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The Great Flush - Hakai Institute

The Great Flush

Rainforests in coastal British Columbia contribute a lot more to the ocean than we thought.

Sheets of rain pour down on the Central Coast of British Columbia on a chilly day in November. A pulse of water—the color of chai tea—rushes over the boggy landscape, down a steep slope, and empties into the ocean. That brown color signifies carbon and other organic material dissolved in the water. These temporarily swollen streams may be small, but their size belies their importance.

In the past few decades, we’ve learned that the ocean has a big influence on the coastal landscape through subsidies, inputs of nutrients like salmon providing nitrogen to aid tree growth. But the sharing goes both ways, and these storm-swollen streams are one big way that carbon from the land is injected into the ocean.

A stream rapidly rises and falls on Calvert Island during a single winter storm. Video by Shawn Hateley

Understanding these land-to-sea exchanges of nutrients is critical to calculations of carbon budgets over a larger geographic area. But these calculations had never been measured locally on the BC Central Coast, says Allison Oliver, a Hakai postdoctoral researcher at the University of Alberta and lead author on the new study based at Hakai’s Calvert Island Ecological Observatory that was published last week in the journal Biogeosciences.

“What sets this area apart is that we have tons of small [streams] that drain directly into the ocean. I was pretty confident the [dissolved organic carbon] numbers coming off this landscape would be high, but you never know until you go out there and actually collect the data.” It turns out those numbers were on the upper end of what they imagined—roughly 33,300 kilograms of carbon entered the sea per square kilometer of land. That’s as much carbon as four and a half elephants.

In this part of the coast, land plants, mosses, and soils provide most of the dissolved carbon. As the fresh water moves toward the coast via these streams, microbes in the soil, as Oliver puts it, “chew on the carbon,” breaking it down. These streams are critically different from larger, mountain-born watersheds like the Fraser or Skeena. In those mighty rivers, most of the carbon is usually broken down or taken up by plants and animals along the way. The dissolved carbon from small streams that directly enter into the ocean is less degraded. It’s “fresher,” and there’s more of it to feed ocean creatures. Hence, why scientists are so interested to gather data on these streams.

“It is really critical to have good stream flow data including big storm events in the winter,” says Oliver. “The challenge is to be able to get to these watersheds and access them during these storm events when a lot of carbon is entering the system.”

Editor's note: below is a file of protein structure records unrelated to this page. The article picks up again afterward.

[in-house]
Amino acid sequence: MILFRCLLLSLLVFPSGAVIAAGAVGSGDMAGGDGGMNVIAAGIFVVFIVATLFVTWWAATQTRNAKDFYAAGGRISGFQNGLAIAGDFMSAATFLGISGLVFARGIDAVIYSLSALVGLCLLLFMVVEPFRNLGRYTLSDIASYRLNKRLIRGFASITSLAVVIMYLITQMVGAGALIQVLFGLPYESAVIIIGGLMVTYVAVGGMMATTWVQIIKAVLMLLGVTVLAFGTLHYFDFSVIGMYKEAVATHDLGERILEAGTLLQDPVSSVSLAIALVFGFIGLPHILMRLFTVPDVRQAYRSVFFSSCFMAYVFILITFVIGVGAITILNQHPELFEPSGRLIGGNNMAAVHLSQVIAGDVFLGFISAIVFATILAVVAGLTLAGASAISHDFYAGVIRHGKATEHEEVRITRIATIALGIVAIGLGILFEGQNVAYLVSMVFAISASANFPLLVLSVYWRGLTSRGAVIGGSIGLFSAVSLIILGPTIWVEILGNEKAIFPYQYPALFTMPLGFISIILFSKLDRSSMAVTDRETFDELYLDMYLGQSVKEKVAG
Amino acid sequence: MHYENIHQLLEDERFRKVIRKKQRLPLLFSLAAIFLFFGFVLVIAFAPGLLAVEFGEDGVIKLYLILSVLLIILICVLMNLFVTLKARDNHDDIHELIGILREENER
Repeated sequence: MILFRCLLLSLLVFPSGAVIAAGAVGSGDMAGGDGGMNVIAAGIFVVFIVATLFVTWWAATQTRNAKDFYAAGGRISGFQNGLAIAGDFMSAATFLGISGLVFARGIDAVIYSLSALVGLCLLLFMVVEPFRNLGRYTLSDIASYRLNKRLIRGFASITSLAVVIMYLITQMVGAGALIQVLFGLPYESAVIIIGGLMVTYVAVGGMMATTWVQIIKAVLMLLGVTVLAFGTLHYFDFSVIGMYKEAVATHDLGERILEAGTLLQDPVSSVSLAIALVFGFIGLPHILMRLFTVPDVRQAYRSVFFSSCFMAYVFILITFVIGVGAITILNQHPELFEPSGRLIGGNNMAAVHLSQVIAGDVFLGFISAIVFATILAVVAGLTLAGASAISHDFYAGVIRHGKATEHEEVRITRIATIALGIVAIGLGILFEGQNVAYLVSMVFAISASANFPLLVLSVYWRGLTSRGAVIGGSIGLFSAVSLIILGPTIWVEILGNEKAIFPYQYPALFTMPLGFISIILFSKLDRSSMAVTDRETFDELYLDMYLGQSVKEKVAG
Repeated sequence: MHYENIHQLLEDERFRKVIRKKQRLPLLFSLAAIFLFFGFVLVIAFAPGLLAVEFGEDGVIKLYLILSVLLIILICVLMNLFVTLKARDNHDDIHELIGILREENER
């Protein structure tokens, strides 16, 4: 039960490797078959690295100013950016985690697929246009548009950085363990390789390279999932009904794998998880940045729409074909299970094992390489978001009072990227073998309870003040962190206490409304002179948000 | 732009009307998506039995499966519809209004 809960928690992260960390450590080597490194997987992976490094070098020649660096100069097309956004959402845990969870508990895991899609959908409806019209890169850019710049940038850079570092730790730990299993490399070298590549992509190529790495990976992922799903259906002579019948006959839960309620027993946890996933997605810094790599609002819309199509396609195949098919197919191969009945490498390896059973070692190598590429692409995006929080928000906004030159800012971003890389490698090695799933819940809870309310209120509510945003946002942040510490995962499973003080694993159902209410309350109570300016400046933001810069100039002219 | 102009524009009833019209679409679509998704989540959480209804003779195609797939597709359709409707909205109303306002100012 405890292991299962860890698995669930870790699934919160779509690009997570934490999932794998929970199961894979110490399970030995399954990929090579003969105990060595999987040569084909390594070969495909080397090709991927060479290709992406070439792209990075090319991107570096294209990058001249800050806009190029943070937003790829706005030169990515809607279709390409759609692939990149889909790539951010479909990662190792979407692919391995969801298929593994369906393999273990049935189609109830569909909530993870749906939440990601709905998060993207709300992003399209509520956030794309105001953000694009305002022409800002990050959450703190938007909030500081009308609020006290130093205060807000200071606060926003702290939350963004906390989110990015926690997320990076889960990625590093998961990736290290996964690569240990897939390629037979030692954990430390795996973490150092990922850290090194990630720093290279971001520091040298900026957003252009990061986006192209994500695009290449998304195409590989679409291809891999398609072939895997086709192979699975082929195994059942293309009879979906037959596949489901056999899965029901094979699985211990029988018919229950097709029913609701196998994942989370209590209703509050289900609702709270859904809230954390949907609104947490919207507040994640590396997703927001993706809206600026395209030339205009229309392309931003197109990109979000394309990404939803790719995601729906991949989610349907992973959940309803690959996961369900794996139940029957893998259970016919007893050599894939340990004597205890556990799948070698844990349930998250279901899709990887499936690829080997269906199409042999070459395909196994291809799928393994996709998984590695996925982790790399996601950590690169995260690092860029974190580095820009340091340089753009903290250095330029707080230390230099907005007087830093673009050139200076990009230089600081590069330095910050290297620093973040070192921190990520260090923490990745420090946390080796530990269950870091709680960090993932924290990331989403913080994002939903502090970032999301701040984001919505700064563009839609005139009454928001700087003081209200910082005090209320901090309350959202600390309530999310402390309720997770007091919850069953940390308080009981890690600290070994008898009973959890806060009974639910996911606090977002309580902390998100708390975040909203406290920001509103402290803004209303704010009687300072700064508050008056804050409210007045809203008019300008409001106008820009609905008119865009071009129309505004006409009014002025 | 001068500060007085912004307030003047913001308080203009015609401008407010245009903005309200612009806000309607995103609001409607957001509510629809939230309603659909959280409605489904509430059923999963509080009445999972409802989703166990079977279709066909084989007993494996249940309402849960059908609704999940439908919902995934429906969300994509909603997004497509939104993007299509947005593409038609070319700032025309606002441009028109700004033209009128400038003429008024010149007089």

Find out how scientists measure stream flow during the worst winter storms when they aren’t even there.

To estimate the contribution of smaller streams in the region, scientists measured seven creek catchments entering Kwakshua Channel from Calvert and Hecate Islands. The additive effect of all of those small streams is enormous. When you extrapolate the amount of carbon run-off across the comparable areas of the coastal temperate rainforest, stretching from northern Vancouver Island to Southeast Alaska, you get a yield of nearly one billion kilograms of carbon. That number is extraordinarily high, Oliver says. “The amount [per square kilometer] even rivals small streams that come out of mangroves in Southeast Asia, which are known to be very high in carbon.”

The majority of carbon was transported into the ocean between September and April, when rainfall is highest. And the tiny plankton that are the primary users of this carbon must react quickly. These nutrient pulses don’t last long, so the potential food source is ephemeral.

The next step is identifying how this carbon is being used in the coastal ocean. “We’re trying to trace the different avenues [the carbon] might take,” says Oliver, who adds that we still have a lot to learn when it comes to the carbon cycle in this part of the coast.

It’s clear that the ocean shares its nutrients with plants and animals on land, but the land does its part too. Now, scientists can set out to discover how much of the plankton starts their day with a boggy chai tea. One thing is for certain. Never underestimate the potential power of a small stream.


The paper was a collaborative effort of scientists from the Hakai Institute, University of Alberta, Simon Fraser University, Vancouver Island University, the University of Northern BC, and the BC Ministry of Forests, Lands, Natural Resource Operations, and Rural Development.